HIGH CORTISOL LEVELS
Thyroid patients can be very familiar the low cortisol issue, but what about having high cortisol?
Turns out its a common problem, whether ones saliva results reveal high cortisol here or there, or high results at all four times, or just having too high levels right at bedtime. And having high cortisol can create the exact same symptoms as having lownausea in the face of stress, adrenaline surges which wire you or keep you awake, lowered temp, high RT3you name it. High cortisol inhibits conversion of T4 to T3, and increases your RT3 level,. You can see a return of hypothyroid symptoms and a lowered temp.
Having too high levels of cortisol two or more times in the day can point to untreated hypothyroidism (due to the TSH lab test or by being off by choice), undertreated hypothyroidism (due to being on T4-only meds), dosing with too much progesterone cream, current high life stressors, chronic illness, and more. (By the way, this is different from the disease called Cushings, which is the result of taking too much cortisol prescription meds, or a tumor causing the excess cortisol.)
High bedtime cortisol can cause disruption of your sleep pattern, resulting in problems falling asleep, or staying asleep, or bothwhich is the very thing you dont need!
But help is just around the corner at your local health food store. The following are examples of over-the-counter products which could help lower your cortisol levels. Remember to watch for symptoms that reveal your cortisol is back down (such as being able to fall asleep and stay asleep, or less anxiety, or rising temps, etc). You can then decrease the supplement and soon get off so you dont lower it too much!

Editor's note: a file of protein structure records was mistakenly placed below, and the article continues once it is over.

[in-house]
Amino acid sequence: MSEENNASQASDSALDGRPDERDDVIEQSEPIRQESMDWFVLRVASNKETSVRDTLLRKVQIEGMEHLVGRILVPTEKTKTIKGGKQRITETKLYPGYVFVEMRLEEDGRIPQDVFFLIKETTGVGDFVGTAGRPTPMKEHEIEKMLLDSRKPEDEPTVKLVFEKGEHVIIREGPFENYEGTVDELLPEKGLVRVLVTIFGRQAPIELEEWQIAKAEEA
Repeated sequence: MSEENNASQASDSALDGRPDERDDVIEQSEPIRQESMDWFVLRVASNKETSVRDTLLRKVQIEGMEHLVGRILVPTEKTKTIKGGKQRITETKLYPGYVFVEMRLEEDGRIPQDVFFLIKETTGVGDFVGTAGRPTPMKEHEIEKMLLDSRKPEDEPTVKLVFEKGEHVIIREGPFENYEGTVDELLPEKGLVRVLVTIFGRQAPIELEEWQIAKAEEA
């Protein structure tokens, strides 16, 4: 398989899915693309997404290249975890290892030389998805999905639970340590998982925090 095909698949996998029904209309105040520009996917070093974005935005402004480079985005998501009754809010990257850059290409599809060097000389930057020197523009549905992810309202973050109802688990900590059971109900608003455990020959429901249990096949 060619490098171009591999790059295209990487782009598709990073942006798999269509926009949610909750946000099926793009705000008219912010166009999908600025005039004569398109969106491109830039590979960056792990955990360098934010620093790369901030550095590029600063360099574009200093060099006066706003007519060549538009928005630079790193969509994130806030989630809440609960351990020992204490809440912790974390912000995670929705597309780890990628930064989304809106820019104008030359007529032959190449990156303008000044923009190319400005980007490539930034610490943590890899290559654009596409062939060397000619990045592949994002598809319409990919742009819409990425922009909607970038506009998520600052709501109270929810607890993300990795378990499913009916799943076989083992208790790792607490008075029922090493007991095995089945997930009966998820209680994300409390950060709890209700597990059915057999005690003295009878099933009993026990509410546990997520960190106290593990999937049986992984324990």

- Phosphatidyl serine (PS) is a fatty acid found in your immune cells and muscle tissue, as well as being prevalent in your brain cells. And as a supplement, it helps lower cortisol when its high levels are damaginglowering it from 30% to 70% according to different literature. When you shop for it, you want simple Phosphatidyl Serine rather than Phosphatidyl Complex, which will contain both PS and Phosphatidyl Choline. The complexes will often say 500 mg, of which 100 mg is the Phosphatidyl Serine. But the complex can give you a strange spacey feeling in the mornings. Recommended doses of PS range from 300 mg to 1000 mg, and you might start around 300 mg and see if you get relief, or raise until you do. If you have all day high cortisol, you can experiment with 300 mg at breakfast, another 300 by lunch, and 300 around supperor every few hours. One downside of PS: its derived from soy. And soy is a known thyroid inhibitor. So you might want to pay careful attention to your other sources of soy, and eliminate them. Another good alternative is Seriphos, which has the ingredients that PS converts to: Phosphorylated Serine. And most brands have no soy! Check the label.
- Zinc can also help lower high cortisol levels! Recommended dosages range from 25 mg to 100 mg, and the latter has been the most effective at nighttime, say patients. Its important to have food in your stomach when taking zinc to prevent stomach upsets. Some patients will add zinc to their PS dosage. Dont take zinc foreverit can lower copper levels. Use it until cortisol is lowered. Or, add copper to your supplementation, such as 2-4 mg say some experts. (Note: if you have an MTHFR mutation, you may need to check your zinc levels before using zinc)
- Adaptogens can help lower high cortisol due to their regulating effect on stress. They include Rhodiola, Ashwagandha, Astragalus, Schizandra and Eleuthero.but Holy Basil is more targeted to lower high cortisol.
***The revised STTM book covers the high cortisol topic even more and other supplement suggestions, if needed.
By the way, if morning is low, and noon is high, you can help lower the latter by treating the former with cortisolor if bedtime is high, and morning is low, you can improve the morning by lowering the bedtime.